Sarah Alden Bradford Ripley II

Lead: By the 1830s Sarah Alden Bradford Ripley, the wife of Boston Unitarian parson, had become one of the most influential thinkers in America.

Intro.: A Moment in Time with Dan Roberts.

Content: Self-taught classical scholar, Sarah Ripley, never traveled out of New England and never published any of her writings. Still, she influenced the works and thoughts of many of her contemporaries – Henry David Thoreau, Nathaniel Hawthorne, Margaret Fuller, William Ellery Channing, and her close friend Ralph Waldo Emerson, her husband’s nephew, and once her pupil.

 

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Sarah Alden Bradford Ripley I

Lead: Born in 1793 in Concord, Massachusetts, Sarah Alden Bradford became one of America’s most influential intellects of 19th century.

Intro.: A Moment in Time with Dan Roberts.

Content: Sarah Alden Bradford Ripley was the eldest child of a New England sea captain with family roots tracing back to the Plymouth Colony governor, William Bradford. She grew up in an intellectual family. Her parents collected books from all over Europe, and they arranged for a classical education for all of their children at a time when there were few opportunities for girls to study classics, much less go to college. Sarah had a precocious mind and a keen sense of observation, particularly of the natural world.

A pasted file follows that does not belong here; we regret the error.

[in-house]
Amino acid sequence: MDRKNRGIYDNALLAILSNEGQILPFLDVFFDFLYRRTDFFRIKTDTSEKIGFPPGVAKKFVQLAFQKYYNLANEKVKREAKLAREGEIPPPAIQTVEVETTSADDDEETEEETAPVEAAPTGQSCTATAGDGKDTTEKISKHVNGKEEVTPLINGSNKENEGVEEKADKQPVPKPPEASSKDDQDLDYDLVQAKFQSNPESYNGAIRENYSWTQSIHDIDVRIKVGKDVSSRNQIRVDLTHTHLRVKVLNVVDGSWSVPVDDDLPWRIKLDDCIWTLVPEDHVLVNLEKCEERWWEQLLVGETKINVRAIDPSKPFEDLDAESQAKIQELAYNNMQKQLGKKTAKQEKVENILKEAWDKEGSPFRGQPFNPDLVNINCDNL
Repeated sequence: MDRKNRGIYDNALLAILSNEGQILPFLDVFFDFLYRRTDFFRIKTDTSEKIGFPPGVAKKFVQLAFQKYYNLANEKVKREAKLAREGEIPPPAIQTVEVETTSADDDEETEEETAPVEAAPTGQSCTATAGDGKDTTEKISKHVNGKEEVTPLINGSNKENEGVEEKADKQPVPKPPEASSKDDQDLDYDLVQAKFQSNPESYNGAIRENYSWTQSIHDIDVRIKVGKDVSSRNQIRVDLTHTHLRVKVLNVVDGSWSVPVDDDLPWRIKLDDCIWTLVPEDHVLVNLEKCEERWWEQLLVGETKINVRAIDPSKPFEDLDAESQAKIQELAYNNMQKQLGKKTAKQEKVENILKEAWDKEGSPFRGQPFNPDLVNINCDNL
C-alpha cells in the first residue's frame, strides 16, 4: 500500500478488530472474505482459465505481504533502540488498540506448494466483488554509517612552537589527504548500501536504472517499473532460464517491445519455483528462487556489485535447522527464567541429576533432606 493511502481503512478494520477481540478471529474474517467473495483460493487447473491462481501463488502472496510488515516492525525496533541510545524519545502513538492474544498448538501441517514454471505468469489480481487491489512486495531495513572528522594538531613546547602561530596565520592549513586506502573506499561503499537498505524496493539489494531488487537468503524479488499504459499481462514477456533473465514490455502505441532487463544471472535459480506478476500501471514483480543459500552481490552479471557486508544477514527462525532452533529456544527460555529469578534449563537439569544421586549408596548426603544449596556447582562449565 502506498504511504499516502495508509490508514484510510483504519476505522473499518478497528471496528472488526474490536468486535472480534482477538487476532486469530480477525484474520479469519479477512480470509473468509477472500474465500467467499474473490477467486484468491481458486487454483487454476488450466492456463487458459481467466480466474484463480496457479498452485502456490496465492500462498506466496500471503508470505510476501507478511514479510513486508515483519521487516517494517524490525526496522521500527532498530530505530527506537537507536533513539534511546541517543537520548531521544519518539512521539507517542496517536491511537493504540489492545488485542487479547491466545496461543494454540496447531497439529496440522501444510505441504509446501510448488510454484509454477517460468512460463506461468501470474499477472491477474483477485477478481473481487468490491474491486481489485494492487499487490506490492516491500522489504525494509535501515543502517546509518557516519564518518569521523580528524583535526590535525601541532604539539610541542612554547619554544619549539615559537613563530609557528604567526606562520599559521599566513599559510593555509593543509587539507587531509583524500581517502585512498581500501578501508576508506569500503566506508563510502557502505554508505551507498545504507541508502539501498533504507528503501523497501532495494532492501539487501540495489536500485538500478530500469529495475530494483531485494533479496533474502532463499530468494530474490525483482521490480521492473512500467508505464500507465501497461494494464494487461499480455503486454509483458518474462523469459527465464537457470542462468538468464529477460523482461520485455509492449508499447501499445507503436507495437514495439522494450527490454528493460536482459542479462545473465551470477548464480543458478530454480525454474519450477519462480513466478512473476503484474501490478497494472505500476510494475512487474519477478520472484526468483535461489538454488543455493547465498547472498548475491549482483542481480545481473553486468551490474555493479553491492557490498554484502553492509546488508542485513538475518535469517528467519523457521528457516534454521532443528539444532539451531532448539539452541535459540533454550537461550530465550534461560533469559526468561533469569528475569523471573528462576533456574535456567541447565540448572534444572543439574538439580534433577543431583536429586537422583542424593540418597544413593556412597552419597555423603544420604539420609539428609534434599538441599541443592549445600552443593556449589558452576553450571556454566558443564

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The Seminole Indians – Part II

Lead: Between 1817 and 1858 the United States government prosecuted three costly wars in Florida against the Seminole Indians. The first of those wars launched the presidential career of Andrew Jackson.

Intro.: A Moment in Time with Dan Roberts.

Content: By 1817 the United States government pursued a policy to aggressively open territory for white homesteaders. As settlers from Georgia moved south into Florida, then Spanish territory occupied by Seminole Indians, hostilities between the Seminoles and settlers provoked first Seminole War (1817-1818). Troops led by General Andrew Jackson defeated the Seminoles, and the clans fled south, deeper into Florida. In 1821 the U.S. acquired Florida from Spain, and fearing a powerful new American government, the Seminoles under treaty surrendered their tribal lands in northern Florida, moved reserved land in central Florida, and accepted in good promises of the U.S. government for protection.

 

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The Seminole Indians – Part I

Lead: In 1817 the dramatic Seminole struggle for survival began. It was the first of three wars the U.S. fought to bring them to heel.

Intro.: A Moment in Time with Dan Roberts.

Content: Seminole Indians were not native to Florida. They were a clan of Creek nation who lived in what is Georgia and Alabama. English settlers called them “Creeks” because they inhabited the banks of rivers and streams in the southeastern America. During the early 1700s, in search of fertile ground, to avoid other tribal groups and a desire to escape the conflict with the ever-increasing tide of Europeans some of the Creeks, called the “lower Creeks” (because they lived furthest south), moved into northern Florida, which was then Spanish territory. This group of Creeks, and other Native Americans living in this region, soon became known as the Seminoles, “runaways” perhaps a corruption of the Spanish word Cimarron, meaning “wild” or “runaway.”